By Bob Ciura

The collapse in oil and gas prices over the past two years had a severe and potentially long-lasting impact on how investors view oil and gas MLPs.

It is likely many investors simply refuse to invest in MLPs. Perhaps the best way to sum up how many investors view these MLPs right now is with the phrase, “once bitten, twice shy.”

Investors certainly cannot be blamed for taking a reluctant approach to MLPs. Over the past two years, many MLPs have had to cut or suspend their distributions. Several of them even went bankrupt.

But there are still well-run MLPs that did not cut their distributions, even at sub-$30 oil. One of them is Buckeye Partners, L.P. (NYSE:BPL).

Buckeye Partners is a Dividend Achiever. It has increased its distribution for more than 20 consecutive years.

Buckeye Partners has a 7.4% yield, and has historically had a very high distribution yield.

BPL Yield

And, it has continued to raise its distribution, even during one of the worst periods for the oil and gas industry in decades.

This article will discuss Buckeye Partners’ business model and its future prospects:

Business Overview

Buckeye Partners’ history as a company stretches all the way back in 1886, when The Buckeye Pipe Line Company was incorporated as a subsidiary of Standard Oil. After Standard Oil was broken up in 1911, Buckeye became an independent publicly owned company.

Buckeye Partners is a midstream energy company. It owns and operates transportation and storage assets such as pipelines and terminals.

It is geographically diversified across the U.S.

BPL System Map

Source: Wells Fargo Energy Symposium presentation, page 9

The company’s extensive network of assets includes 6,000 miles of pipelines, as well as more than 120 terminals with storage capacity of over 115 million barrels of oil equivalents.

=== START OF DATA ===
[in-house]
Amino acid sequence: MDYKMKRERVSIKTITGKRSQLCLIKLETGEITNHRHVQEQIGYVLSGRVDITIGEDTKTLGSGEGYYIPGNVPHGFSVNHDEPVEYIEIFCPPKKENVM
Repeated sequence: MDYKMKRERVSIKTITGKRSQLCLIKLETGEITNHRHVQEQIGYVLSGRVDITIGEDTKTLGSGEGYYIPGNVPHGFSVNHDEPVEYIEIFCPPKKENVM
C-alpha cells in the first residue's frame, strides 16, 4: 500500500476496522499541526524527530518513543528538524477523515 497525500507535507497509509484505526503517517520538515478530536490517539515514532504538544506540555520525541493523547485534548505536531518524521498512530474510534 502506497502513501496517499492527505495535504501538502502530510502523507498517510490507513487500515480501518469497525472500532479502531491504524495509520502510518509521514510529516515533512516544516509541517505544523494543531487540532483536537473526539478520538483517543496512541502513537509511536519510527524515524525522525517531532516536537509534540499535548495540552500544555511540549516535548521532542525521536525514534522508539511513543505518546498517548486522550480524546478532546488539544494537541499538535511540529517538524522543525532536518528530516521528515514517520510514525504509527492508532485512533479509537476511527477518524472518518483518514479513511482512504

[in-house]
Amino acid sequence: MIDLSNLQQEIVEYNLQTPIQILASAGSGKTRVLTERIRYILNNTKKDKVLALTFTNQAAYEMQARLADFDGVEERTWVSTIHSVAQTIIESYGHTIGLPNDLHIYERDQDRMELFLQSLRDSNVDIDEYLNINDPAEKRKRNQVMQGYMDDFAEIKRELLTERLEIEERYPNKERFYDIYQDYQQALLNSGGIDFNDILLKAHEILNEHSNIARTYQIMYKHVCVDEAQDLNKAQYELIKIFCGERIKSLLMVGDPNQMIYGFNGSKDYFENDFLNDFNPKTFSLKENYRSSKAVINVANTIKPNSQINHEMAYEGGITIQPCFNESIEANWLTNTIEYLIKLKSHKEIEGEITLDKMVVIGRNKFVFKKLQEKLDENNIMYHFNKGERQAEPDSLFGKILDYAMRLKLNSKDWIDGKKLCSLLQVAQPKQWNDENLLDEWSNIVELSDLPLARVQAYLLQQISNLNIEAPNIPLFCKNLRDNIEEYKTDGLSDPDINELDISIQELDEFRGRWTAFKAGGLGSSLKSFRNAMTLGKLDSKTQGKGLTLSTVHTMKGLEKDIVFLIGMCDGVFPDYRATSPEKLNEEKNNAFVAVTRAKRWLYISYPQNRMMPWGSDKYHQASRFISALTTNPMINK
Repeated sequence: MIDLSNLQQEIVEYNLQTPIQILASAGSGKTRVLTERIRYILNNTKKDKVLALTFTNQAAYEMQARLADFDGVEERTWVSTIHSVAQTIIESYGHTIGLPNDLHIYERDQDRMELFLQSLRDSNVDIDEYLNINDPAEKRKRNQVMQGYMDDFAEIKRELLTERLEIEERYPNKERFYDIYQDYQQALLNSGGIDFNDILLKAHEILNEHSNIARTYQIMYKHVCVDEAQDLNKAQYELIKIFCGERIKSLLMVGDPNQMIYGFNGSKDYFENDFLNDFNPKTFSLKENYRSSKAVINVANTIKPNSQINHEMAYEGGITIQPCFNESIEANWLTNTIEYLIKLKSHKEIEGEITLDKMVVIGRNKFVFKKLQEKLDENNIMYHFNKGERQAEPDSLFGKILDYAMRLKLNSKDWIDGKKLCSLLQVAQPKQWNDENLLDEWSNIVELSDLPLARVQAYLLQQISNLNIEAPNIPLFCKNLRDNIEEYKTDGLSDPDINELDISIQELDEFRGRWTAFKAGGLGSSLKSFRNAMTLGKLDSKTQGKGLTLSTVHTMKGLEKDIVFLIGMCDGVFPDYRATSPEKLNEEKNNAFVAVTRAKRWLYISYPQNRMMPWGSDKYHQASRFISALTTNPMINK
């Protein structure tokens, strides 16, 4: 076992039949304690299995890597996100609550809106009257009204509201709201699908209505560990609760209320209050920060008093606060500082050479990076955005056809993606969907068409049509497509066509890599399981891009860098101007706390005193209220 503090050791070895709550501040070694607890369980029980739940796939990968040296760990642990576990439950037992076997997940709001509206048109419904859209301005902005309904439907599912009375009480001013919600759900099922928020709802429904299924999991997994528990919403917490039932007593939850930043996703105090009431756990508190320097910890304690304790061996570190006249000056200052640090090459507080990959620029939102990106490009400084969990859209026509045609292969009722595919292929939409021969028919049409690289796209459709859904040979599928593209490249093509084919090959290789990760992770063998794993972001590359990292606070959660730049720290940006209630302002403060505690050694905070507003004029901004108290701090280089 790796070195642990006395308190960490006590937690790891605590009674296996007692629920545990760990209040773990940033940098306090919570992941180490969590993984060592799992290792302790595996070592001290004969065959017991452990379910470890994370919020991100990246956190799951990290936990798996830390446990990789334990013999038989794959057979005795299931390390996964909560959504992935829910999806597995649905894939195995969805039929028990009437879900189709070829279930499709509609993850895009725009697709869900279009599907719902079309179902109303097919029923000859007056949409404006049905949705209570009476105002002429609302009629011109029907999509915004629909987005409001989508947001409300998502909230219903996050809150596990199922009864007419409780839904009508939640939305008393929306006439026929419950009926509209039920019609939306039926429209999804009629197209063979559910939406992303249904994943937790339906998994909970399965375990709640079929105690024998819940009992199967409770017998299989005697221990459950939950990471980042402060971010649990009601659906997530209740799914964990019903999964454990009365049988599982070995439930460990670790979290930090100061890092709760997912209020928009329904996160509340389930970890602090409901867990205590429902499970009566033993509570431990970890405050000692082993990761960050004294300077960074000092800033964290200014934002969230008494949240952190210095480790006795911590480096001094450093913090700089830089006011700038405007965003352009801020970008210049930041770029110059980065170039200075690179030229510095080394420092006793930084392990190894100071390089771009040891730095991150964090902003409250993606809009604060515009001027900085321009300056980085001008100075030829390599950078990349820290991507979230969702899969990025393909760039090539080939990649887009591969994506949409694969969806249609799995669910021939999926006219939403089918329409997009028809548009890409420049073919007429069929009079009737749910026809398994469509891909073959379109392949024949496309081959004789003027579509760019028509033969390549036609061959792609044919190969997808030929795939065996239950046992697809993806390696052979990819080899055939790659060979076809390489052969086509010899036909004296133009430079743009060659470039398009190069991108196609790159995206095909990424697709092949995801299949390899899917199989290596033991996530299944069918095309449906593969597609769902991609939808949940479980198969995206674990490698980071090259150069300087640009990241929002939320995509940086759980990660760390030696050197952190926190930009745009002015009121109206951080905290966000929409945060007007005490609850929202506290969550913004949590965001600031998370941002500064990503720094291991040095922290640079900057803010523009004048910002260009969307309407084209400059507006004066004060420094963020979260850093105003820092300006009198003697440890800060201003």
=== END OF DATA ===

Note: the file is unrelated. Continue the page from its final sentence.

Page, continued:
It operates in the following segments:

  • Domestic Pipelines & Terminals (56% of EBITDA)
  • Global Marine Terminals (41% of EBITDA)
  • Merchant Services (3% of EBITDA)

Business conditions remain challenging for Buckeye Partners, because of the steep drop in oil prices over the past two years. But as a midstream operator, the company is not as vulnerable to volatility in commodity prices as the upstream MLPs.

Approximately 95% of the company’s adjusted EBITDA over the past 12 months was fee-based. This means Buckeye Partners basically operates like a toll road.

It collects fees on volumes, and as a result the company’s financial performance is reliant more on volumes than on the underlying commodity price.

This is how the company is still able to grow, even with low oil prices. Over the first three quarters of 2016, Buckeye Partners increased adjusted EBITDA from continuing operations by 30%.

Growth Prospects

This is a challenging environment for U.S. oil MLPs, but Buckeye Partners has a two-pronged plan for growth.

First, it will grow through organic investment. The company invested over $300 million in growth capital expenditures in 2016.

In addition, there are growth opportunities available in international regions. The company has pursued this through acquisitions.

Buckeye Partners has invested $7 billion in acquisitions since 2010.

More recently, in October Buckeye Partners announced its intention to acquire 50% of VTTI Energy Partners (VTTI) for $1.15 billion.